After Mr. Stoll split The Forward to work for The Jerusalem Post in May of 2000, however, those “boundaries” rapidly got fuzzier than the demarcation line of the West Bank. The pair first made out during a viewing of Meet the Parents at a theater on the Upper West Side, alternating smooches with cackles (they have identical laughs, which remind one of mating barking seals). “We just have a lot of fun together,” Mr. Stoll said, flashing one of his easy, unabashed smiles. “She’s a very good listener.”
“As a boss, he’s exacting and demanding, but as a boyfriend, he’s incredibly understanding and sweet and compassionate,” said Ms. Phillips, adding, “I never feel like his assistant any more.” She lives in a studio on the Upper West Side but will soon move into his Brooklyn Heights one-bedroom, where Mr. Stoll enjoys baking kosher chocolate-chip oatmeal cookies-a variation on the “reparations” recipe that Hillary Clinton released during the 1992 campaign-and trawling The Times for errors.
But work for rival publications has forced them to keep some secrets from each other-perhaps an essential skill for urban marrieds. “I don’t tell him what’s going to be in The Forward the next week, and he doesn’t tell me about some hot scoop he’s working on in The Sun ,” Ms. Phillips said, apparently without irony.
They’re collaborating closely on a Conservative Jewish wedding to be held either in Massachusetts, where they both grew up, or in Manhattan. They’re planning to precede the ceremony with a bedeken , a tradition that involves a lot of table-pounding by the men, leading up to the moment when, as a reminder of the biblical story of Jacob marrying the wrong sister, Mr. Stoll will approach his enthroned bride and lift her veil, praying he’s not suddenly going to be looking at Maureen Dowd.
Rebecca Lobo and Steve Rushin
Met: May 2001
Engaged: Sept. 22, 2002
Projected Wedding Date: April 12, 2003
In 2000, Sports Illustrated “Air and Space” columnist Steve Rushin began a story this way: “Much like Wilt Chamberlain, last night I slept with 6,800 women: I was at a WNBA game.” Rebecca Lobo, the square-jawed, brown-eyed star forward of the New York Liberty team and an Olympic medalist, read those words and understandably took umbrage. When she met Mr. Rushin through another SI writer at Dublin House, the grungy 79th Street pub, she asked if he was the “jerk” who had written some joke about the WNBA being boring to watch. “And then she asked me how many WNBA games I’d actually seen,” he said sheepishly. “And I said, ‘None.’ She just shook her head …. I felt alternately ashamed and flattered that she’d seen my stuff.”
However, Mr. Rushin had one thing going for him: He’s 6-foot-5. Ms. Lobo, who has since been traded to the Connecticut Sun, is 6-foot-4 and 185 pounds-a bit more than most Manhattan men can handle. “I never really dated a lot, by any stretch of the imagination,” she said. “I’d only had one other boyfriend, and he was a shorter guy.” So when she heard the journalist was planning to visit his hometown of Minneapolis, she invited him to an “away” game. And, well, her dribbling left him dumbfounded. “I thought, ‘She could kill me!'” he said.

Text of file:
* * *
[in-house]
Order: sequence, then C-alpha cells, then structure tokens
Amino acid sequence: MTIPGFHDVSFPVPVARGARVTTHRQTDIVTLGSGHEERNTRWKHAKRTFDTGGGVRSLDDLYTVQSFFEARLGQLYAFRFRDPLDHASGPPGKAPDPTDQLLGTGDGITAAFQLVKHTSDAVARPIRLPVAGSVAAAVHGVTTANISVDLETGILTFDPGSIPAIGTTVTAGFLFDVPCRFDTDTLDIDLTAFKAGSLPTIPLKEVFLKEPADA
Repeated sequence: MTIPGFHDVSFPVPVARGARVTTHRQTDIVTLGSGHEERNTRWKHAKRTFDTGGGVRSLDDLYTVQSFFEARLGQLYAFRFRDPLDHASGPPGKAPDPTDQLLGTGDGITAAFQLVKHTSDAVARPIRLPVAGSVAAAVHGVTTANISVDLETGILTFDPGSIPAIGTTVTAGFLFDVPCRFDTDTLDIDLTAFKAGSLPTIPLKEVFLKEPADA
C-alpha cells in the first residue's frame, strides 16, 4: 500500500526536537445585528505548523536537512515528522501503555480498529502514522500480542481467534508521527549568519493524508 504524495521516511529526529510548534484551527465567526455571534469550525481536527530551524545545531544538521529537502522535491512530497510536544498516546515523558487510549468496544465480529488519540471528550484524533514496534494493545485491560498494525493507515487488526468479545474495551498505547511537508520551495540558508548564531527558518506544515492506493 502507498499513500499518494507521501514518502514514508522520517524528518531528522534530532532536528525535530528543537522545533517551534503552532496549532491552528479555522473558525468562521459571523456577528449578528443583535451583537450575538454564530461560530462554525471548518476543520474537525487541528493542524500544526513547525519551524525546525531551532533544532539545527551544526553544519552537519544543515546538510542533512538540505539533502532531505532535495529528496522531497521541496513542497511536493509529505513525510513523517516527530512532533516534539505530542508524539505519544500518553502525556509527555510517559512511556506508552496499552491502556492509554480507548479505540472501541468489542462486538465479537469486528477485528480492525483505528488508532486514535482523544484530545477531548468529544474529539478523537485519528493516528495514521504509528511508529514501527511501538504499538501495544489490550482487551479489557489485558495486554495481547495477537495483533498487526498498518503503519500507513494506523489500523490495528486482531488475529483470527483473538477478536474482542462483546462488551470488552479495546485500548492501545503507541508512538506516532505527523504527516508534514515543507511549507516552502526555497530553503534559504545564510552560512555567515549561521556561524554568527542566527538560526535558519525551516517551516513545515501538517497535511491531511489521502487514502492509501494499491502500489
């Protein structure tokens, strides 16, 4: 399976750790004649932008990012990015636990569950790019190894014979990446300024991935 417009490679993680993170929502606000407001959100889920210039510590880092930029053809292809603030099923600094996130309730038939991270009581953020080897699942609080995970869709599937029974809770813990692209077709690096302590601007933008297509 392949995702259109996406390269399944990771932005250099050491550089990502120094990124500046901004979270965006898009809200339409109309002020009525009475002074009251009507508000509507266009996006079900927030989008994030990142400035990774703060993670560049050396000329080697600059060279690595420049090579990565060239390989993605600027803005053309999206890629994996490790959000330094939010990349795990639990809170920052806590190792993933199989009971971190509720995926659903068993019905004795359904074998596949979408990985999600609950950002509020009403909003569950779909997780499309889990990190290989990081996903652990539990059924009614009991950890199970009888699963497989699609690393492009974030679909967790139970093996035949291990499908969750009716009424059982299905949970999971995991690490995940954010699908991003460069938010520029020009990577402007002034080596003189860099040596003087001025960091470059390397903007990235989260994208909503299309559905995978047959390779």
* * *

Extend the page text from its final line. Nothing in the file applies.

Dining together later, Mr. Rushin limply brought up a couple of big free throws he had scored back in high school. “After a 10-second pause, she just burst out laughing,” he said. “That was the last time I ever mentioned anything about my basketball career.”
Fortunately, they had other things in common. “We like to go for a long run outside, but at night neither of us wants to go out to the club and get our groove on,” said Ms. Lobo, 29. “We stay home”-either her house in Hartford, Conn., or his Upper West Side pied-à-terre -“and play Scrabble and do crosswords. He makes me laugh all the time, and that’s incredibly important.”
“We’re both nerds,” said Mr. Rushin, 36, who has a high forehead and a cleft in his chin large enough to play basketball in. “She’s definitely ‘the one’-I don’t know how else to put it. She’s smarter and funnier than most professional athletes. They’re mostly knuckleheads.”
He bought her a brilliant round diamond solitaire in platinum from Tiffany (running into Mike Tyson as he emerged), and proposed shortly afterward on Central Park’s verdant Sheep Meadow. “I looked like I was about to give CPR,” he said, “because she was lying down and I was on my knees.” “I’d just bought an $8 pair of blue-tinted sunglasses on the street,” Ms. Lobo said. “I started crying, but he couldn’t see my reaction.”
Later that afternoon, the pair hopped a plane for London, where he was covering the Ryder Cup Golf Tournament, and went for a celebratory jog in Hyde Park.
The wedding will be on a court at the Basketball Hall of Fame in Springfield, Mass., sans any gimmicky bouquet-basket toss or newlywed one-on-one, thank you very much. Miss Lobo will wear low heels and an ivory gown … extra-long.